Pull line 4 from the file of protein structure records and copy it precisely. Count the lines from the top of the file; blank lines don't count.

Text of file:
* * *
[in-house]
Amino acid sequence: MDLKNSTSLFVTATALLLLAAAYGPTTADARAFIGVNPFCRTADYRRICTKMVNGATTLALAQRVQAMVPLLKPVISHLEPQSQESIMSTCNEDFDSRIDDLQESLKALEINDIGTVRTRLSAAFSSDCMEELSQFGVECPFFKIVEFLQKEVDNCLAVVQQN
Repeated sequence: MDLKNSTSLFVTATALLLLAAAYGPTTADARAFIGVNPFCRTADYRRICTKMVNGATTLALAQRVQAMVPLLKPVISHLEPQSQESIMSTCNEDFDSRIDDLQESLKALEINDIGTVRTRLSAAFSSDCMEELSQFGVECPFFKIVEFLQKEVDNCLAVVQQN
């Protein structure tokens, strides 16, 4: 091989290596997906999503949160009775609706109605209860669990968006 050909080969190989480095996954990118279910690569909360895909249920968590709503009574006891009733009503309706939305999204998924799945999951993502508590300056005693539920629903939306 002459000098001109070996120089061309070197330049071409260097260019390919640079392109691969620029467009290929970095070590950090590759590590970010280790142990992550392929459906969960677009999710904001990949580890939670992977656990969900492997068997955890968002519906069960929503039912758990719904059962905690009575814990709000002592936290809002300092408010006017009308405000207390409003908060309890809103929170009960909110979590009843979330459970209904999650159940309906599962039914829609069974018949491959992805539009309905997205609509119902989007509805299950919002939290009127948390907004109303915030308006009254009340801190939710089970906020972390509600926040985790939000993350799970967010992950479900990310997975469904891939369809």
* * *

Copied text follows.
């Protein structure tokens, strides 16, 4: 091989290596997906999503949160009775609706109605209860669990968006 050909080969190989480095996954990118279910690569909360895909249920968590709503009574006891009733009503309706939305999204998924799945999951993502508590300056005693539920629903939306 002459000098001109070996120089061309070197330049071409260097260019390919640079392109691969620029467009290929970095070590950090590759590590970010280790142990992550392929459906969960677009999710904001990949580890939670992977656990969900492997068997955890968002519906069960929503039912758990719904059962905690009575814990709000002592936290809002300092408010006017009308405000207390409003908060309890809103929170009960909110979590009843979330459970209904999650159940309906599962039914829609069974018949491959992805539009309905997205609509119902989007509805299950919002939290009127948390907004109303915030308006009254009340801190939710089970906020972390509600926040985790939000993350799970967010992950479900990310997975469904891939369809």